ANTARCTIC DISTRIBUTION, PIGMENT AND LIPID COMPOSITION, AND MOLECULAR IDENTIFICATION OF THE BRINE DINOFLAGELLATE POLARELLA GLACIALIS (DINOPHYCEAE)

Authors

  • Paul G. Thomson,

    1. Department of the Environment and Heritage, Australian Antarctic Division and the Antarctic Climate and Ecosystems CRC, Channel Highway, Kingston, Tasmania 7050, Australia
    Search for more papers by this author
  • Simon W. Wright,

    1. Department of the Environment and Heritage, Australian Antarctic Division and the Antarctic Climate and Ecosystems CRC, Channel Highway, Kingston, Tasmania 7050, Australia
    Search for more papers by this author
  • Christopher J. S. Bolch,

    1. School of Aquaculture, University of Tasmania, P.O. Box 1370, Launceston, Tasmania 7250, Australia
    Search for more papers by this author
  • Peter D. Nichols,

    1. CSIRO Marine Research and Antarctic Climate and Ecosystems CRC, P.O. Box 1538, Hobart, Tasmania 7001, Australia
    Search for more papers by this author
  • Jennifer H. Skerratt,

    1. CSIRO Marine Research and Antarctic Climate and Ecosystems CRC, P.O. Box 1538, Hobart, Tasmania 7001, Australia
    Search for more papers by this author
  • Andrew McMinn

    1. Institute of Antarctic and Southern Ocean Studies and the Antarctic Climate and Ecosystems CRC, University of Tasmania, P.O. Box 252–77, Hobart, Tasmania 7001, Australia
    Search for more papers by this author

  • 1 Received 16 September 2003. Accepted 22 June 2004.

Abstract

Polarella glacialis (Montresor et al.) was identified in Davis Station sea ice by morphological and DNA sequence comparison of cultures with those of the authentic strain P. glacialis CCMP 1383 isolated from McMurdo Sound. Cells and cysts of the Davis isolate (FL1B) were morphologically indistinguishable from P. glacialis, and comparison of the large subunit rDNA of both cultures demonstrated only 0.2% sequence divergence over 1366 base pairs. The photosynthetic pigments of P. glacialis (strains FL1B and CCMP 1383) were typical of dinoflagellates, with peridinin (contributing up to 31%) as the major accessory pigment. Extremely high levels of polyunsaturated fatty acids (PUFA, up to 76.3%) were characteristic of P. glacialis isolate FL1B. The high PUFA concentration of this species is thought to be an adaptation to survive the cold temperatures of the upper fast ice. The sterol profile of FL1B was atypical of dinoflagellates, with 4-desmethylsterols (up to 79%) in greater abundance than 4α-methyl sterols (up to 24%). 27-Nor-24-methylcholest-5,22E-dien-3β-ol was identified as the principle sterol in P. glacialis, contributing up to 64% of the total sterol composition.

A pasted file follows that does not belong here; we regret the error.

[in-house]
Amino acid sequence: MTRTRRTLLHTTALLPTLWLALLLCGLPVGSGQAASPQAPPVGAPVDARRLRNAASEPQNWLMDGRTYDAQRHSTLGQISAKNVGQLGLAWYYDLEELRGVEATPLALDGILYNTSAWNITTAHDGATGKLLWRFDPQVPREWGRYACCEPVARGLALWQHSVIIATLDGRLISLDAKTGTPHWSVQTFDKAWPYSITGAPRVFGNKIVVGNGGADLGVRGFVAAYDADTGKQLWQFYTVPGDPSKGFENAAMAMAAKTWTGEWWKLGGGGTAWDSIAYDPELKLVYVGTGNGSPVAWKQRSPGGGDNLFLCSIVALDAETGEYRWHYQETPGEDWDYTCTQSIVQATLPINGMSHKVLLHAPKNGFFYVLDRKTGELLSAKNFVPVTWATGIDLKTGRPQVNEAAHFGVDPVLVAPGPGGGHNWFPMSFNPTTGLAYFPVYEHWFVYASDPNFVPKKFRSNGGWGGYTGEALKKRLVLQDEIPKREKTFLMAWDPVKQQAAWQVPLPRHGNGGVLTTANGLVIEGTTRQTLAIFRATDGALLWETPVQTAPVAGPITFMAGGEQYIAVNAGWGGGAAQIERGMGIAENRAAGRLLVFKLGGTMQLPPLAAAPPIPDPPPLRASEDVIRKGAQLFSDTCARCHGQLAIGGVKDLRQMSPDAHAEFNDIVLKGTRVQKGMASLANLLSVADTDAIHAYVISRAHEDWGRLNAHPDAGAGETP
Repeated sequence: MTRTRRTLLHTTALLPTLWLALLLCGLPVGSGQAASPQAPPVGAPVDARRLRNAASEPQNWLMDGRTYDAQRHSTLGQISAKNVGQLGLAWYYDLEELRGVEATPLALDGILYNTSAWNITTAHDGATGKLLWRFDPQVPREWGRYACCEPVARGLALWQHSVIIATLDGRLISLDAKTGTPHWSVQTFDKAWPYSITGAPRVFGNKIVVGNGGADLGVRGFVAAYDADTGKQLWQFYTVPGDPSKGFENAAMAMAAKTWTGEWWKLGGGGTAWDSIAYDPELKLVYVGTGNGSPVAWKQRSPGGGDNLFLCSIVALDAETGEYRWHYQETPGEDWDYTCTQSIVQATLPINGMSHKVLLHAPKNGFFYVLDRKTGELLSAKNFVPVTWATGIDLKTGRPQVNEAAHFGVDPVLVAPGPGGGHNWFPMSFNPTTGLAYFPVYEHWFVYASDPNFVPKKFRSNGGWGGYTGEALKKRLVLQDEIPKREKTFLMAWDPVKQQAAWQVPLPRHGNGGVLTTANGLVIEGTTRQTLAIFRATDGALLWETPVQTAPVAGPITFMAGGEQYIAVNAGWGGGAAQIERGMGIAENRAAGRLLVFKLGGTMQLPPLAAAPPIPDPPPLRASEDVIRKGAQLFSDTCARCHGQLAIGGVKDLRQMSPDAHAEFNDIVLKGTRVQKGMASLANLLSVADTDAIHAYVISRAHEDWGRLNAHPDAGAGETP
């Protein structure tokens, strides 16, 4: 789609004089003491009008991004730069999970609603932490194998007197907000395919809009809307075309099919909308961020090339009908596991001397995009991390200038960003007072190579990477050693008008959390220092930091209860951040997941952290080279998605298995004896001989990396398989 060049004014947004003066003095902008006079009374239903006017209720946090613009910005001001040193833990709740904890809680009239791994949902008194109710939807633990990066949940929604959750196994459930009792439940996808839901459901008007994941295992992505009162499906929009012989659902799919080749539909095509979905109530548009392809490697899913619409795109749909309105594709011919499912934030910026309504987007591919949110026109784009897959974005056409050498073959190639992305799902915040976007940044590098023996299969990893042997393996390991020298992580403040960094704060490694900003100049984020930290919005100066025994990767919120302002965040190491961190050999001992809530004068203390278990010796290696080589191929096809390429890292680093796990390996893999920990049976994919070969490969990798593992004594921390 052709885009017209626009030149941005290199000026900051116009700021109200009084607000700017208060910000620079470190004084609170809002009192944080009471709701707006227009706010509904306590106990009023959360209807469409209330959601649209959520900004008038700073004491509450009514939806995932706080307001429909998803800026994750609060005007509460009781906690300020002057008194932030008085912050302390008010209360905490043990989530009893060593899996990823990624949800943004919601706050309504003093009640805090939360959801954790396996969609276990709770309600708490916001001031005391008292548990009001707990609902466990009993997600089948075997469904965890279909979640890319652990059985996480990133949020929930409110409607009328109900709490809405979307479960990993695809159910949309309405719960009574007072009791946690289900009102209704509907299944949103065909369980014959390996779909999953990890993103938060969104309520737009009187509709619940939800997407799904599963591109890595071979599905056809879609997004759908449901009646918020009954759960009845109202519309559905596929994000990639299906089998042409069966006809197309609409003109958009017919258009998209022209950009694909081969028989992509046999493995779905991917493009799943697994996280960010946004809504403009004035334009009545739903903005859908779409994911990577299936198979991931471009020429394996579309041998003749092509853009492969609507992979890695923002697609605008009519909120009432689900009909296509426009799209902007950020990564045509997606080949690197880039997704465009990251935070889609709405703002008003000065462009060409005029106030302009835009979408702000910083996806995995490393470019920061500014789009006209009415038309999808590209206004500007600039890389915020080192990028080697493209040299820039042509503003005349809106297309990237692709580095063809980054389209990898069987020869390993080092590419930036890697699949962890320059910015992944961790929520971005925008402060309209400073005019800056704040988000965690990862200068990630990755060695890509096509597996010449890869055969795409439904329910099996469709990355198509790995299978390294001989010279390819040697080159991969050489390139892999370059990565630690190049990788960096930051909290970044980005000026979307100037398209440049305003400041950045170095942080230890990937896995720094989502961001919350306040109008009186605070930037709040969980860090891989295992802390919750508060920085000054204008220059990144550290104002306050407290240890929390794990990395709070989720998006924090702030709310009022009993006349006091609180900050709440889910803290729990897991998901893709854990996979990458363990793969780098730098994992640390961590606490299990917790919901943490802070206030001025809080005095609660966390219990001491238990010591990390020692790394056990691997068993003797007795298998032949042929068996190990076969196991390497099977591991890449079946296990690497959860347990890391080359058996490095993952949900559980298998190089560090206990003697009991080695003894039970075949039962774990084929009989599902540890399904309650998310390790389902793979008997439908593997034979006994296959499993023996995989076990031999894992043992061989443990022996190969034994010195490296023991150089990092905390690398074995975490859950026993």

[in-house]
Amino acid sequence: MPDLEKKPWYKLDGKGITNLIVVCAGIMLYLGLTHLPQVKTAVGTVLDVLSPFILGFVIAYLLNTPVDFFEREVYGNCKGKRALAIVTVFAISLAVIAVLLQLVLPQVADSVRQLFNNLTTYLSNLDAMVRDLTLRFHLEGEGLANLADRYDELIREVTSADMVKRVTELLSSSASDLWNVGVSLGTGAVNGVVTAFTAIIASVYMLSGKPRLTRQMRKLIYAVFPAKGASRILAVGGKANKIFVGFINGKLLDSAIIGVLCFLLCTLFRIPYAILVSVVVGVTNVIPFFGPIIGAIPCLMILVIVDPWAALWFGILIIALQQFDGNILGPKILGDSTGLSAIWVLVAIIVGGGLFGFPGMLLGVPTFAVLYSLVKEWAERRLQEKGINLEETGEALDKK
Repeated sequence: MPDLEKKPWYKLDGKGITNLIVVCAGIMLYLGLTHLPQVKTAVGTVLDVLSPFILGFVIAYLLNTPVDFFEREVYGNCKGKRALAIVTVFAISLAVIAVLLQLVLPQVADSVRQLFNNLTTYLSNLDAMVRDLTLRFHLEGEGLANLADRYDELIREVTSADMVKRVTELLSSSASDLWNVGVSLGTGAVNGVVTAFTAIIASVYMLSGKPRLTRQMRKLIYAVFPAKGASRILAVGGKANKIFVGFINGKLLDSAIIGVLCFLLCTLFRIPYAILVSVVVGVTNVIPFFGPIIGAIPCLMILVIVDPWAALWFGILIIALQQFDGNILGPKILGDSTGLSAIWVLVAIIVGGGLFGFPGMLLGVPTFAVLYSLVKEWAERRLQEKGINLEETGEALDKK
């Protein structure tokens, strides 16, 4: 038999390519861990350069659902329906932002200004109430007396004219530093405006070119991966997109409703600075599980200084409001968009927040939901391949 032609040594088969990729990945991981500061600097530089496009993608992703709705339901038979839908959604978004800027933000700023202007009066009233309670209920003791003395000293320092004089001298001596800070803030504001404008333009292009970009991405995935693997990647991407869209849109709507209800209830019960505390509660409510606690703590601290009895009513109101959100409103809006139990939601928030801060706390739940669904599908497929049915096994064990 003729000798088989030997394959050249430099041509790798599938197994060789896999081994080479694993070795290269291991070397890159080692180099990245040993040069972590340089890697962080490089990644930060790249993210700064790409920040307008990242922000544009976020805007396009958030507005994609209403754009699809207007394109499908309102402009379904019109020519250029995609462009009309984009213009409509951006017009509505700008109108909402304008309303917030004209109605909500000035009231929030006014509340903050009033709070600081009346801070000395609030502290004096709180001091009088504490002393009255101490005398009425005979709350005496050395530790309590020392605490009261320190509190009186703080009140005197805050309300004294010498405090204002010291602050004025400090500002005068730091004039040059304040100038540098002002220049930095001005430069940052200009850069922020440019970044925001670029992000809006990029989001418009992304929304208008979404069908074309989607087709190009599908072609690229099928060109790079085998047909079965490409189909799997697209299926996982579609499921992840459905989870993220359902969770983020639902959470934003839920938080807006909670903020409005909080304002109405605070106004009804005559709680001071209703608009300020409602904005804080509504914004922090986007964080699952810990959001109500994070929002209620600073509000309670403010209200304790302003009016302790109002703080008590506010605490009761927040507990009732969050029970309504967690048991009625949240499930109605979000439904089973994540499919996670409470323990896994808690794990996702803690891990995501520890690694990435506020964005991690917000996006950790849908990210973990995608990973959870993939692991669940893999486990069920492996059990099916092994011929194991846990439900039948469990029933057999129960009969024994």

Ancillary